13.4 MS Windows Opportunistic Locking and Caching Controls
There is a known issue when running applications (like Norton Anti-Virus) on a Windows 2000/XP workstation computer that can affect any application attempting to access shared database files across a network. This is a result of a default setting configured in the Windows 2000/XP operating system known as opportunistic locking . When a workstation attempts to access shared data files located on another Windows 2000/XP computer, the Windows 2000/XP operating system will attempt to increase performance by locking the files and caching information locally. When this occurs, the application is unable to properly function, which results in an " Access Denied " error message being displayed during network operations.
All Windows operating systems in the NT family that act as database servers for data files (meaning that data files are stored there and accessed by other Windows PCs) may need to have opportunistic locking disabled in order to minimize the risk of data file corruption. This includes Windows 9x/Me, Windows NT, Windows 200x, and Windows XP. 
If you are using a Windows NT family workstation in place of a server, you must also disable opportunistic locking (oplocks) on that workstation. For example, if you use a PC with the Windows NT Workstation operating system instead of Windows NT Server, and you have data files located on it that are accessed from other Windows PCs, you may need to disable oplocks on that system.
The major difference is the location in the Windows registry where the values for disabling oplocks are entered. Instead of the LanManServer location, the LanManWorkstation location may be used.
You can verify (change or add, if necessary) this registry value using the Windows Registry Editor. When you change this registry value, you will have to reboot the PC to ensure that the new setting goes into effect.
The location of the client registry entry for opportunistic locking has changed in Windows 2000 from the earlier location in Microsoft Windows NT.
You can also deny the granting of opportunistic locks by changing the following registry entries:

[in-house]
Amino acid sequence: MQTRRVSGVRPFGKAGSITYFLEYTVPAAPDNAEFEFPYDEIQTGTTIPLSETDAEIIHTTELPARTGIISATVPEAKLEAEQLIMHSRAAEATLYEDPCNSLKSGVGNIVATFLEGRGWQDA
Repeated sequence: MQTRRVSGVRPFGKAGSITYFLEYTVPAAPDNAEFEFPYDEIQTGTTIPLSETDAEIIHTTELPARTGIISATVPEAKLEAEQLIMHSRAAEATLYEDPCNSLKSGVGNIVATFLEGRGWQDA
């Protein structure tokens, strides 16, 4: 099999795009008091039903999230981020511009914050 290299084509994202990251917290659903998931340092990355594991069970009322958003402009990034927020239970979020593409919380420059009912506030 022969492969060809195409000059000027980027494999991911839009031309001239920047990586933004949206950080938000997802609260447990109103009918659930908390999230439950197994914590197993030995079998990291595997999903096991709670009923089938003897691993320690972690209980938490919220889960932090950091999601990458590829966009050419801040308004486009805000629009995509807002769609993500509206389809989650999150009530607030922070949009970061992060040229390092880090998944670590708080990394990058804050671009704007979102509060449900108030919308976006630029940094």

HKEY_LOCAL_MACHINE\System\ CurrentControlSet\Services\MRXSmb\Parameters\ OplocksDisabled REG_WORD 0 or 1 Default: 0 (not disabled)
HKEY_LOCAL_MACHINE\System\ CurrentControlSet\Services\LanmanServer\Parameters EnableOplocks REG_DWORD 0 or 1 Default: 1 (Enabled by Default) EnableOpLockForceClose REG_DWORD 0 or 1 Default: 0 (Disabled by Default)
To force closure of open oplocks on close or program exit, EnableOpLockForceClose must be set to 1.
An illustration of how Level2 oplocks work:
13.4.1 Workstation Service Entries
\HKEY_LOCAL_MACHINE\System\ CurrentControlSet\Services\LanmanWorkstation\Parameters UseOpportunisticLocking REG_DWORD 0 or 1 Default: 1 (true)
This indicates whether the redirector should use opportunistic-locking (oplock) performance enhancement. This parameter should be disabled only to isolate problems.
13.4.2 Server Service Entries
\HKEY_LOCAL_MACHINE\System\ CurrentControlSet\Services\LanmanServer\Parameters EnableOplocks REG_DWORD 0 or 1 Default: 1 (true)
This specifies whether the server allows clients to use oplocks on files. Oplocks are a significant performance enhancement, but have the potential to cause lost cached data on some networks, particularly wide area networks.
MinLinkThroughput REG_DWORD 0 to infinite bytes per second Default: 0
This specifies the minimum link throughput allowed by the server before it disables raw and opportunistic locks for this connection.
MaxLinkDelay REG_DWORD 0 to 100,000 seconds Default: 60
This specifies the maximum time allowed for a link delay. If delays exceed this number, the server disables raw I/O and opportunistic locking for this connection.
OplockBreakWait REG_DWORD 10 to 180 seconds Default: 35
This specifies the time that the server waits for a client to respond to an oplock break request. Smaller values can allow detection of crashed clients more quickly but can potentially cause loss of cached data.